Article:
Attractions on the West Coast Flower Route – The flower phenomenon is an amazing transformation of what appears to be little more than a barren desert that annually converts into an abundance of spring flowers.
When the rains come to the Namaqualand the time of the flowers arrives. One day it’s so dry that leaves crunch underfoot, and then just a couple of weeks later, once the rains have been, it’s ablaze with flowers – a riot of colour.
This phenomenon does not only happen here along the West Coast of the Western Cape but also in places in Australia and Arizona – where plants respond to rain by bursting into flower. This sudden flush of life and colour also attracts the birds, insects and animals that feed on the seeds, leaves and bulbs.
The flowers are very necessary. These plants, because they bloom in the desert, have but a very short time to produce leaves, flowers and seeds, and those with the most brilliant blooms have the best chance of attracting an insect for pollination, which will ensure their survival.
From a human perspective, this free annual flower show is a chance to indulge in the senses. For the few weeks in which flowers bloom in every possible crevice, including the borders of our major roads, we can experience the pure pleasure of these flowers up close. For a brief spell we can step out of the perimeter of time and man-made limitations to experience nature at her best.
Below are a series of top spots to view the flowers and other places to include en route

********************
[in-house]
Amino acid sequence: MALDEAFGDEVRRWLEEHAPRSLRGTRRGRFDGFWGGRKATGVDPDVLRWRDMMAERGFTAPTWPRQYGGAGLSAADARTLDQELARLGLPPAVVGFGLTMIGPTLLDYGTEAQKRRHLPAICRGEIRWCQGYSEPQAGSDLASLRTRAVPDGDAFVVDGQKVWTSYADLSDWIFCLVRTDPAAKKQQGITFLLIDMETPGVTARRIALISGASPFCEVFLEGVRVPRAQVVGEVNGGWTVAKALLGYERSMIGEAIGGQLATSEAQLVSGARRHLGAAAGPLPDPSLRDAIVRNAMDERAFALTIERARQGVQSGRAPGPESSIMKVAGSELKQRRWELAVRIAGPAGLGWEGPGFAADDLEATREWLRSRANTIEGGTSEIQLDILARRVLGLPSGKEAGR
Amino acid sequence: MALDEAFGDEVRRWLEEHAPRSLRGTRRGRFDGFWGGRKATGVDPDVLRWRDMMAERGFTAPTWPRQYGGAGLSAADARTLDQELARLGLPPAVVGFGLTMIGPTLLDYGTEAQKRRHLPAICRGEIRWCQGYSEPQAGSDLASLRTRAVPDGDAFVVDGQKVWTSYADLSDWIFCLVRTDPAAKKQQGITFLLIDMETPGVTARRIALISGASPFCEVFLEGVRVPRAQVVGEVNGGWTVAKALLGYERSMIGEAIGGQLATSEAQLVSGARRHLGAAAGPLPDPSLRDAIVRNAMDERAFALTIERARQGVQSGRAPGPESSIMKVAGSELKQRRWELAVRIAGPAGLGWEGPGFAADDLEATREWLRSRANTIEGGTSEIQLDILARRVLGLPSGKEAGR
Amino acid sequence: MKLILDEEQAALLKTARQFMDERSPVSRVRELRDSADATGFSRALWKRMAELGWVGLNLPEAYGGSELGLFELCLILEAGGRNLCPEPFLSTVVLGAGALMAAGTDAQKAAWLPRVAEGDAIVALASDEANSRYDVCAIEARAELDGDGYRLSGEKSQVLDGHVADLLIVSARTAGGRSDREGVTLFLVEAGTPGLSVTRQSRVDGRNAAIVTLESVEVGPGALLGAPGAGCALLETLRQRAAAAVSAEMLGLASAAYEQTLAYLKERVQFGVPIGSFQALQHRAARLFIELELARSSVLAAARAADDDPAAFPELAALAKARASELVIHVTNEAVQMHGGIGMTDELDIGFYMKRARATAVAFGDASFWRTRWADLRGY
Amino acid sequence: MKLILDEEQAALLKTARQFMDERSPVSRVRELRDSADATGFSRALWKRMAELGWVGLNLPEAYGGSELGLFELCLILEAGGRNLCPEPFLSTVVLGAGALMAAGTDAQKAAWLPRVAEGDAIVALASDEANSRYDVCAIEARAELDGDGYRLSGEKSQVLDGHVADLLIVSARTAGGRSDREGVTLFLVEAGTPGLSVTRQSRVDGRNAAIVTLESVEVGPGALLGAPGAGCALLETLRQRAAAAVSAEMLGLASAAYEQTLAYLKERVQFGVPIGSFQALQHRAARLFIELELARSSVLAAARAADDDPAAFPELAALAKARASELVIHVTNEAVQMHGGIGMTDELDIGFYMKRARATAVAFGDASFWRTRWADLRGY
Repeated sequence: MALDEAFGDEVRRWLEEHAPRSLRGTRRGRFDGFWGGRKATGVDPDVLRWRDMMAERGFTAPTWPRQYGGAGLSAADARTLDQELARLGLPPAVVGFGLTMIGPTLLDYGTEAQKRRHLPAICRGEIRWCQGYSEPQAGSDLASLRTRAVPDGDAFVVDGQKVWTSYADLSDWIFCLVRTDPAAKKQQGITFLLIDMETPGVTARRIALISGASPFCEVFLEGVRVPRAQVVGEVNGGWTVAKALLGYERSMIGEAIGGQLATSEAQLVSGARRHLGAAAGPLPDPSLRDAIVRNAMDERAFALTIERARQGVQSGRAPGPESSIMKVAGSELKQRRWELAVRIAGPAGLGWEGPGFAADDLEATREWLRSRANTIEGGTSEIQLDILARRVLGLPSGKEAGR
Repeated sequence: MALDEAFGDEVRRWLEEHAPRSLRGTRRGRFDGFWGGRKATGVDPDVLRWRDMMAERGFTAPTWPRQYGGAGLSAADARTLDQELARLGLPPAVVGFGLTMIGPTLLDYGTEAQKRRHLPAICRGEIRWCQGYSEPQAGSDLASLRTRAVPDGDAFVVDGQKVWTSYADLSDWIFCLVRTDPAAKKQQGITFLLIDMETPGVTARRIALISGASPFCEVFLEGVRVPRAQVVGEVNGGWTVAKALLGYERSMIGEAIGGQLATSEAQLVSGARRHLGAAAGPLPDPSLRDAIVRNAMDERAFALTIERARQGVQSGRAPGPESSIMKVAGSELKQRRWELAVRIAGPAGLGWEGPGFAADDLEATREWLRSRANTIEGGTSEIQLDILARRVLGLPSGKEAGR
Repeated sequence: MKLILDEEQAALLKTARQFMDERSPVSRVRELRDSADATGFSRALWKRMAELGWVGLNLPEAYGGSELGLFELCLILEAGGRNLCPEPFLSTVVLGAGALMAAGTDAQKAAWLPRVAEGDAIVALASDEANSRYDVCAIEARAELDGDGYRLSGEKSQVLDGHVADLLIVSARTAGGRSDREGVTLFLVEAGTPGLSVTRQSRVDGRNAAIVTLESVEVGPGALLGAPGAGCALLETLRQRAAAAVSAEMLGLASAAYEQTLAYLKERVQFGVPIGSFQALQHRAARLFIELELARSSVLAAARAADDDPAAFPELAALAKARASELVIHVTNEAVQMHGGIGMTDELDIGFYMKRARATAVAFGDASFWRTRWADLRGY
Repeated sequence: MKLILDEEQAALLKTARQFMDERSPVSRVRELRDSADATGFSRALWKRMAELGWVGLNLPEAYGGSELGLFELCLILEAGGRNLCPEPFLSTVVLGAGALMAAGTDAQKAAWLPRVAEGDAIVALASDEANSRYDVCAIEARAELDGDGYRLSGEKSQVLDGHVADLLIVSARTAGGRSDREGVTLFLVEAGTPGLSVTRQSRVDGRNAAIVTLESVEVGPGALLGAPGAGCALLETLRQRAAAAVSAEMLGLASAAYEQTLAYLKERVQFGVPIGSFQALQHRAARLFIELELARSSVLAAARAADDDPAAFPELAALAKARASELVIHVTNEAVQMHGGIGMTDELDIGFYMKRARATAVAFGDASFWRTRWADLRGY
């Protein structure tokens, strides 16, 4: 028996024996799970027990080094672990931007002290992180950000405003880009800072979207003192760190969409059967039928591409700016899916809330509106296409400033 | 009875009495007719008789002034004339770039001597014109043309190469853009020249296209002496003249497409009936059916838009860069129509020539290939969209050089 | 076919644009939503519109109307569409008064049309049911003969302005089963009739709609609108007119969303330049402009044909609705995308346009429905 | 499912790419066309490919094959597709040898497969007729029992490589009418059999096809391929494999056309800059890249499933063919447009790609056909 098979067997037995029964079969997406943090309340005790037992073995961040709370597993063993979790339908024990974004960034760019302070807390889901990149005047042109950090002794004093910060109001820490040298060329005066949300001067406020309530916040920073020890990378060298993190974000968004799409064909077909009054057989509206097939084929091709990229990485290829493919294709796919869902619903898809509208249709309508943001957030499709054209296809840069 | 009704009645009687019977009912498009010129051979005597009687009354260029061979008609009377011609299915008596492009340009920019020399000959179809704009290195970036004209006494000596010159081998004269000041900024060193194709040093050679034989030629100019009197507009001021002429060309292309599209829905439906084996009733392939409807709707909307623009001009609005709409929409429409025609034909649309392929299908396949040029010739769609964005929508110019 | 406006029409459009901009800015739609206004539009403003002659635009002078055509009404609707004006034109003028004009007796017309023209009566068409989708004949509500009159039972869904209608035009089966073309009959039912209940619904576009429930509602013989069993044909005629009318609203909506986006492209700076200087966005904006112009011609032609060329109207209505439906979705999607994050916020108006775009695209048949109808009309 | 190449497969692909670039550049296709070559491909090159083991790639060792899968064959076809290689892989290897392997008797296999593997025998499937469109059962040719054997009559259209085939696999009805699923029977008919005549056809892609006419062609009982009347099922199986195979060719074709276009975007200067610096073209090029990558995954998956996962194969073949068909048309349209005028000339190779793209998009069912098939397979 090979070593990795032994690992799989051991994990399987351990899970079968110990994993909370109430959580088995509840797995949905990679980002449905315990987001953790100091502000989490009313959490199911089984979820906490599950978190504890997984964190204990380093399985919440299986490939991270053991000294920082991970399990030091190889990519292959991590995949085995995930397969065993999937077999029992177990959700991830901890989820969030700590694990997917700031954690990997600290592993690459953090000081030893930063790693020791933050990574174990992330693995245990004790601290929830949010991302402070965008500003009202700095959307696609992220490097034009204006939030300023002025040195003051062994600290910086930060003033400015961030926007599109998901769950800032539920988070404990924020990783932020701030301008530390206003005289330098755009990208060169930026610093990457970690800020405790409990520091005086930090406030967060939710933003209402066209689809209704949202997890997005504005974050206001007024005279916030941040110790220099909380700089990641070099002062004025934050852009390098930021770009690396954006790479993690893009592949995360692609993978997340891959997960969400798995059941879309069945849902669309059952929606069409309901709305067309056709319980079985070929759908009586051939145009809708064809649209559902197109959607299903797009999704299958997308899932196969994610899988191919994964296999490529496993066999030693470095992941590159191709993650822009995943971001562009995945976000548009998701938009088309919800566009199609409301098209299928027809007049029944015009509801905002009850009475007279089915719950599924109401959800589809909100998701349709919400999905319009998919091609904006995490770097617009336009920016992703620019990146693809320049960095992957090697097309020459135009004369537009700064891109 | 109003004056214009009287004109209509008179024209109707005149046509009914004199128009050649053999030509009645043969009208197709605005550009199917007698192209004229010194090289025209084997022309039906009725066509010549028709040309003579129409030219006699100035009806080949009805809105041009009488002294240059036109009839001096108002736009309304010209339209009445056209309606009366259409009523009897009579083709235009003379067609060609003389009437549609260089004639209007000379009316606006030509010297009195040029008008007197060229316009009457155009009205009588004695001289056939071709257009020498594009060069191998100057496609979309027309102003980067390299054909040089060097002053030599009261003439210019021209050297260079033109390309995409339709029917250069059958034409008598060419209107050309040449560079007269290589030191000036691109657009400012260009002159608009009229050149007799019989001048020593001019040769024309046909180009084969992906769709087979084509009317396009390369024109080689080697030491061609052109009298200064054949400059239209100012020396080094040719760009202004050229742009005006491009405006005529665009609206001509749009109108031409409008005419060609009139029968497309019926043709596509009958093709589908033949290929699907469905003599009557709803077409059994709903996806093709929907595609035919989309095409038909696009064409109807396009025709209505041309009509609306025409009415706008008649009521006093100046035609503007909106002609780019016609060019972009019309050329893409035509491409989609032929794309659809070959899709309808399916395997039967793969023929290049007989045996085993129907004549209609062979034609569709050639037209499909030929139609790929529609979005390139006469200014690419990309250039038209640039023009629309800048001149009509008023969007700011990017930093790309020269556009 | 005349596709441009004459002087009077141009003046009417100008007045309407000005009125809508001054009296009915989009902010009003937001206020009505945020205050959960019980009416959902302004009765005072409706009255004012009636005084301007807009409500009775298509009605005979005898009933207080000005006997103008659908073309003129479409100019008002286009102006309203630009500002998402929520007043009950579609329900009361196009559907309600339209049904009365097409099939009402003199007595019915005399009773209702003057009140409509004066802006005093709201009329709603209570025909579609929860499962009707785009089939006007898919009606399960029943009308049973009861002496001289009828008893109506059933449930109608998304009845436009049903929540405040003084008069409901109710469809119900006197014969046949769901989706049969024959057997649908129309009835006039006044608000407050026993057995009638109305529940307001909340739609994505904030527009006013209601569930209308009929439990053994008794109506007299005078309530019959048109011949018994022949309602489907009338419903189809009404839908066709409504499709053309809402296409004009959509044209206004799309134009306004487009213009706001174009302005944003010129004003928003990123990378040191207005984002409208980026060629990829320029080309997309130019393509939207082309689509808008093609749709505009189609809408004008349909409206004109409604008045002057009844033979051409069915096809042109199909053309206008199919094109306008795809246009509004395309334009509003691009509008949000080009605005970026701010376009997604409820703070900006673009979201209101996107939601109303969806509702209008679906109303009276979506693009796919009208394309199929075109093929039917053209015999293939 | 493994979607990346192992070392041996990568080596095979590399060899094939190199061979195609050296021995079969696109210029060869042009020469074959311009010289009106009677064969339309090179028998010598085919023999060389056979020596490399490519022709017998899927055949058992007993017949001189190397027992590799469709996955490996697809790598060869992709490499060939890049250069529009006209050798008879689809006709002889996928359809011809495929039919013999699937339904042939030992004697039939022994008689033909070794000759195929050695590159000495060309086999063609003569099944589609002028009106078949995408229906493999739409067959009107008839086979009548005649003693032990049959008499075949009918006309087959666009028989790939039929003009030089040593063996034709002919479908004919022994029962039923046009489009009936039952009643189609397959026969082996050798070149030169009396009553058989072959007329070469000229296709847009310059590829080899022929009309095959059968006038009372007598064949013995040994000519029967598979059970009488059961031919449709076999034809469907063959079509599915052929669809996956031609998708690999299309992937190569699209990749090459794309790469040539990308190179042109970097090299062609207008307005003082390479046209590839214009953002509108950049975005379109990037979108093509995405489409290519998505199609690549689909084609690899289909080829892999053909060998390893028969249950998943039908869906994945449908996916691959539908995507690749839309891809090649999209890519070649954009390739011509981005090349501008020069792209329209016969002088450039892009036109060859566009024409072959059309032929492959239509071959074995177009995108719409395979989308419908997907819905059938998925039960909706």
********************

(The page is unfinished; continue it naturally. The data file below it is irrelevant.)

The closest spot to Cape Town, other than the town of Darling, to view the flowers as they arrive, West Coast National Park is great for those Capetonians who have only the day to take in the flowers. In particular head to Postberg where you can do the Postberg Flower Trail – a wonderful walk through a section of the park open only for a couple of months every year (August and September) during the flower season.
The little town is a feast of flowers at this time of year, as well as providing a couple of watering holes and places to stay. The annual Darling Wild Flower show, on in September, the Renosterveld Reserve at the top of the village on a hill behind the primary school, and the Tienie Versveld Reserve en route to Yzerfontein, all make this a wonderful space in which to catch a glimpse of the Sandveld blooms.
Not strictly on the flower route, we’ve included the seaside village here as it’s so easy to reach and a wonderful spot to visit and overnight – picture white fishermens cottages with sea views, a few really good restaurants and a beach on which you want to spend at least one late afternoon to walk its length. It’s a Capetonian’s weekend getaway, so try to get there during the week.
Roughly 200 km from Cape Town the Cederberg Wilderness stretches for miles and boasts well over 200 indigenous species of wild flowers during the flower season – said to hold the greatest vareity of wild flowers in one district in the world – probably due to the great variety of topographies in the area.
A project initiated by a group of farmers in the area, this conservancy lies on the northern edge of the Cederberg Wilderness, an area that was once degraded farmland, now alive with natural fynbos. It’s beautiful and in the heart of the flower route, accessible via any of the hikes and mountain bike routes of the area.
Just next to the town of Clanwilliam with its fields of rooibos tea and orange groves, there is a wildflower garden that has no fewer than 350 different species of wild flower. It’s one of the best places during the flower season to view a carpet of blooms. Go between 11am and 3pm on a sunny day. Something to remember the reserve is maintained by the local municipality and a series of volunteers for it is without financial support.
Great place for wild flower enthusiasts and due to be held this year between 24 – 31 August. The flower show regards itself as the gateway to the floral region, offers an exciting display of blooms and raises awareness of the conservation issues of the area.